Oh irony!: in this corner of the world we are heading toward recession and have to deal with obesity as a national health hazard.
But the belly is also an inter-landscape. It allows you to sublimate joy, frustration, fear, strength, desire.
Please send belly quotes if you have more.
“The belly is the reason man does not so easily measure himself with God.”
(Friedrich Nietzsche, Maxims and interludes, #141, Beyond good and evil)
My bronze Buddha belly in the bathtub
is getting pruned in the last foam
– – –
I kiss my holy belly,
my little slurf in space
Both from: zonderlinge kruising tussen aap en priester, Cornelis van der Wal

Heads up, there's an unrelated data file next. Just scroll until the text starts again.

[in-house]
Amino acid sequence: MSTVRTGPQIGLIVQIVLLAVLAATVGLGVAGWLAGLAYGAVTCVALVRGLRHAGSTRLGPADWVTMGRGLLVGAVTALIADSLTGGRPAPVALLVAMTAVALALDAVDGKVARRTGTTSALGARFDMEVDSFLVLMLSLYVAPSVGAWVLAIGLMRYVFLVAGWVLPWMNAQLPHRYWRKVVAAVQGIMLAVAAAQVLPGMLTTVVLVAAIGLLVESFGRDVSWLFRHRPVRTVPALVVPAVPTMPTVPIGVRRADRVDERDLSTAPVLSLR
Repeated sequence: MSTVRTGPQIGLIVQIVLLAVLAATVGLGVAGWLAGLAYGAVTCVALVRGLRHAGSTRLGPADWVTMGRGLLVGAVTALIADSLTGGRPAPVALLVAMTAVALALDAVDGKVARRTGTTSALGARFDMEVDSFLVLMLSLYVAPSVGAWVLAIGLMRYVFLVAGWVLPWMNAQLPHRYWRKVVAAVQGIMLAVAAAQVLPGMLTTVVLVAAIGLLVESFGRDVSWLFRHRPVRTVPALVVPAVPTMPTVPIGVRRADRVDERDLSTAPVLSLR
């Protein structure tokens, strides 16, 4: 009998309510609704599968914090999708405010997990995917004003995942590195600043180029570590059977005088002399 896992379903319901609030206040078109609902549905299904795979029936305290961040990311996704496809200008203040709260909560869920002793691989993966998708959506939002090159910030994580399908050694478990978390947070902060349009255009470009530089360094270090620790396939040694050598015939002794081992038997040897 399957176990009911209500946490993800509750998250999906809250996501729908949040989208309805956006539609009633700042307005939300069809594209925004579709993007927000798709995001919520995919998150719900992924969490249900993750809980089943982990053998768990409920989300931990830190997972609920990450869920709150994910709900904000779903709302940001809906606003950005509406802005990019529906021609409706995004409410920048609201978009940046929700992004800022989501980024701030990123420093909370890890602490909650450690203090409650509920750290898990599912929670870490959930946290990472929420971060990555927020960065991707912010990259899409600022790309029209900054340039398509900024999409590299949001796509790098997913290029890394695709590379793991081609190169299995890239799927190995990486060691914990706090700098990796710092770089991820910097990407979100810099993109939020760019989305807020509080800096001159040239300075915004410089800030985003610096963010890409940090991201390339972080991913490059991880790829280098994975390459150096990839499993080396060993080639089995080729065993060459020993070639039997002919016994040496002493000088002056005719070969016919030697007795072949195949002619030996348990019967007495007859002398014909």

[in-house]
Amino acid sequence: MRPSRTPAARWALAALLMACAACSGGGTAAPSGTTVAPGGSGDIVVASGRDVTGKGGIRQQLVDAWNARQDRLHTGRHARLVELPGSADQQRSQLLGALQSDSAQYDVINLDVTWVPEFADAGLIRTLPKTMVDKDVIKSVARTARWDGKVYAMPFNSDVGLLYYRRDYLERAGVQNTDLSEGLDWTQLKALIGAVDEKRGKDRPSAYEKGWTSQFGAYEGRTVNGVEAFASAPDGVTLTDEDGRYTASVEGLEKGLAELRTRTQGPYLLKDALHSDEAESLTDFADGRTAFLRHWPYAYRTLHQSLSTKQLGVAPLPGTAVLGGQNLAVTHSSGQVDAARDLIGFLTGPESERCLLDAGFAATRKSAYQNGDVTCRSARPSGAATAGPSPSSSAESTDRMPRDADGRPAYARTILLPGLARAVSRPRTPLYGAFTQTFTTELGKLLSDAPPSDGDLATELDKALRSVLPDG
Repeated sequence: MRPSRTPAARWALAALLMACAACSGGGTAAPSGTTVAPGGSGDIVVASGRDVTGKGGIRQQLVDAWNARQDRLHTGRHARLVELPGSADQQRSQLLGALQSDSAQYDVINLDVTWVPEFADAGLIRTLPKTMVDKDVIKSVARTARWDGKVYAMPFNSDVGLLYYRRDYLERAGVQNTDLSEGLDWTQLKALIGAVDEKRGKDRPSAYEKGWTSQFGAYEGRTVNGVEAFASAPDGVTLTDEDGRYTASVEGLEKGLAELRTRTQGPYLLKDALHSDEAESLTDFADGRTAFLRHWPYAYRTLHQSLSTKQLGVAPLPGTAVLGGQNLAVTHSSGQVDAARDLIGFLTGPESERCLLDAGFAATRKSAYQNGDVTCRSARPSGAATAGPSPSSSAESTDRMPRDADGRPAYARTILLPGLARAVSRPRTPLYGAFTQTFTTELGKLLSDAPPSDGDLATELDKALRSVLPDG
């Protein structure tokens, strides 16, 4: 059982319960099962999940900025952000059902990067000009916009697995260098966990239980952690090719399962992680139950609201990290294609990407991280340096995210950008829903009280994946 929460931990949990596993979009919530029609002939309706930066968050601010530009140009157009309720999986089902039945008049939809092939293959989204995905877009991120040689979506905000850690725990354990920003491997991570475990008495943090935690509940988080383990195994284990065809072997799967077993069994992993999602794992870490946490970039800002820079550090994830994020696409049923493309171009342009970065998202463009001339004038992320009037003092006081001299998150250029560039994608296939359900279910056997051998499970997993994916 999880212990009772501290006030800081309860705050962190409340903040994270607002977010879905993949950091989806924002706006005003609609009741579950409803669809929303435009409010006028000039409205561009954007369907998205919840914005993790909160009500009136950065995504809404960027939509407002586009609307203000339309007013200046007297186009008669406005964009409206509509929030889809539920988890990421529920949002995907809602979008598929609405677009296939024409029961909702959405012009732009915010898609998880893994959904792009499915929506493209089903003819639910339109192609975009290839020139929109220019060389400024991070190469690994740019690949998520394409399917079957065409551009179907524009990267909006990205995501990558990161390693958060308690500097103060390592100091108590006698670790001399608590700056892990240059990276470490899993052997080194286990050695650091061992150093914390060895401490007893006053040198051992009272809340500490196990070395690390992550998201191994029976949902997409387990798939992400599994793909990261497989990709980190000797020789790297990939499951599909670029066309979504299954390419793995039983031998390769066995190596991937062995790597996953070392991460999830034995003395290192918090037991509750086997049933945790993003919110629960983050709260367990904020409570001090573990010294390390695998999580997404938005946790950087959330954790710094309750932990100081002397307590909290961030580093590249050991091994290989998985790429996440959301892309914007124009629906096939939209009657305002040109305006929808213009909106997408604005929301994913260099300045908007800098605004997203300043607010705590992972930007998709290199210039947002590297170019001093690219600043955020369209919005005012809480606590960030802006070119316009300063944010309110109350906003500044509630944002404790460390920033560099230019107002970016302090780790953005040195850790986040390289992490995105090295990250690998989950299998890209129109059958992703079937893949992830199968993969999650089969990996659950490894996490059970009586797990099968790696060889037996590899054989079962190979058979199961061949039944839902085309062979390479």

This sphere does not have the rational beauty of the geometrical body, but for that it has the great safety of a belly.(Gaston Bachelard, La Terre et les reveries du repos. Quoted in Peter Sloterdijk, Sferen, p. 78I)
the stomach contracts & ideally
Louis Armand, Strange Attractors
“What if I went around with a belly, that would be a political disaster.” Hitler, quoted by John Lukacs, in The Hitler of history, p. 69
‘Breavman why are paper bags full of white bread so ugly?’ ‘I’m glad you asked, Krantz. They are advertisements for the frailty of the body. If a junky wore his hypodermic needle pinned to his lapel you’d feel exactly the same disgust. A bag bulging with food is a kind of visible bowel. True Bolsheviks wear their digestive systems on their sleeves!” (Leonard Cohen The favourite game, p. 79)
“I do believe that a writer works with his body. You live with your body, and the book is above all the book of your body. In my case the aphorism comes from a need to surround the words with whiteness in order to let them breathe.” (Edmond Jabes cited in Paul Auster Groundwork, 198)